FIGURE 1A–B. Coronary computed tomography angiogram on initial presentation. (A) Yellow arrow shows right atrial tumor thrombus. Green arrow shows a large, left renal mass. Red arrow depicts left renal venous tumor thrombus. (B) Blue arrows show inferior vena cava tumor thrombus extending into right atrium
An active, otherwise healthy, 63-year-old man from South Carolina was referred to a urologist after presenting to his primary care physician with anemia, low back pain, and hematuria. Computed tomography (CT) revealed a large renal mass with inferior vena cava (IVC) tumor thrombus and intracardiac tumor thrombus (Figure 1).
Recognizing that few places offer curative treatment for renal cell carcinoma (RCC) with intravascular tumor thrombosis, the urologist referred the patient to Duke Urology.
Question: What treatment could Duke offer the patient, and what was his outcome?
FIGURE 2A–B. Coronary computed tomography angiography showing a new tumor on the contralateral adrenal gland. (A) Red arrow indicates large, right adrenal metastasis with intrahepatic inferior vena cava tumor thrombus. (B) Red arrow indicates large, right adrenal metastasis
Answer: The patient underwent radical nephrectomy with IVC thrombectomy and vascular reconstruction. Because of the intracardiac tumor thrombus, the surgery also required cardiopulmonary bypass. Six months later, when CT revealed a new tumor in his contralateral adrenal gland (Figure 2), again with vena cava involvement, the patient underwent repeat IVC thrombectomy with vascular reconstruction that involved resection of the IVC and interposition replacement. Almost 1 year later, the patient remains in complete remission.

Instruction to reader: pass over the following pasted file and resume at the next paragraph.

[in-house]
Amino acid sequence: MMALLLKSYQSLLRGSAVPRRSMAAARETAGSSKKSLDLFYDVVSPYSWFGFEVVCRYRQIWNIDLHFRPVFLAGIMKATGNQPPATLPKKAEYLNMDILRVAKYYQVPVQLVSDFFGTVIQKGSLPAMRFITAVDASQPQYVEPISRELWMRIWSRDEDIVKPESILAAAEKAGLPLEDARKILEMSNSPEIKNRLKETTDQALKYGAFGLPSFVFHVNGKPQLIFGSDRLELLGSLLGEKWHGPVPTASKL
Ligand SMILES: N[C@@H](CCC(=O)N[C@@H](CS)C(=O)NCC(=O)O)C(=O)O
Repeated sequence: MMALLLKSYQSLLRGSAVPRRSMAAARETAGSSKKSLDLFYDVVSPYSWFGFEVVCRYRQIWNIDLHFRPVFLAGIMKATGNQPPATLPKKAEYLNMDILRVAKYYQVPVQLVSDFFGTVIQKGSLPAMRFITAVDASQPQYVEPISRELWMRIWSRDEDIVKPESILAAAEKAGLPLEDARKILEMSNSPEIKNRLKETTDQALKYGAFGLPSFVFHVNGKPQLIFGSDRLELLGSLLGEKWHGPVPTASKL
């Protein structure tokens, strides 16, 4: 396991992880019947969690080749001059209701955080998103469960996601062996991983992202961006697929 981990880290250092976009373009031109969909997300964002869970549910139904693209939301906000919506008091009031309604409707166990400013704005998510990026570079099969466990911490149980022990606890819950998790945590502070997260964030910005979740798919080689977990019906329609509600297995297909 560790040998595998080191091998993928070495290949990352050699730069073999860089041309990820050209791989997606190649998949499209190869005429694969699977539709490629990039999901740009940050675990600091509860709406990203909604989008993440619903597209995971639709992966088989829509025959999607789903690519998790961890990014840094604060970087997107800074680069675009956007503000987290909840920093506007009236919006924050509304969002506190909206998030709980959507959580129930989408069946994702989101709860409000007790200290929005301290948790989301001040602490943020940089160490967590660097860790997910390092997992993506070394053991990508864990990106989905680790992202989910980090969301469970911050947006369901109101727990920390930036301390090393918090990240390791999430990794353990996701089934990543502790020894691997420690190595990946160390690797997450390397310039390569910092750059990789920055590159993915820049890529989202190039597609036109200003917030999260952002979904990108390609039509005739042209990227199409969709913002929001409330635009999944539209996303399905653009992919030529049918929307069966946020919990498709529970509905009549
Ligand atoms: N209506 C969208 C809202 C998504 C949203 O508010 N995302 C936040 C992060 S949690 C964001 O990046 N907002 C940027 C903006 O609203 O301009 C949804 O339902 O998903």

Although radical nephrectomy, with IVC thrombectomy and vascular reconstruction, is the only potentially curative treatment for RCC with IVC thrombosis, the procedure is being performed less and less, potentially because of the availability of medications for metastatic kidney cancer, says Edward Rampersaud, MD, the urologic oncologist who performed the surgery.
“The number of these operations being performed started to drop off in 2005 when targeted medications first became available,” he notes. “People likely felt more comfortable writing a prescription than performing a complex, invasive surgery they may not have much experience with.” But that’s a mistake, he says: Medical intervention in these circumstances is never curative, whereas surgery is curative 50% to 60% of the time.
In fact, the patient's original plan was to enroll in a clinical trial with the urologist in South Carolina after undergoing surgery at Duke to remove as much of the tumor as possible. However, after the first surgery, there was no evidence of tumor, so the patient didn’t require immediate additional intervention.
Still, the patient’s case was challenging because reoperative surgery requires that the surgeon operate through scar tissue from the previous procedure. In addition, although the patient’s tumor was a level 3 thrombus, he opposed repeat sternotomy, so Rampersaud performed the surgery via a thoracoabdominal approach, which required dividing the diaphragm to grant intraperitoneal access and suprahepatic caval control.
The surgery is stressful, Rampersaud admits, but, he argues, it is critical that it continue to be offered to patients with RCC and IVC thrombosis: “We have to recognize that, even though these patients have a disease that’s significantly advanced, they need to be evaluated for the possibility of surgery. With this surgery, 5-year mortality drops from 100% to 40%—that’s a huge difference, especially for the 60% who live.”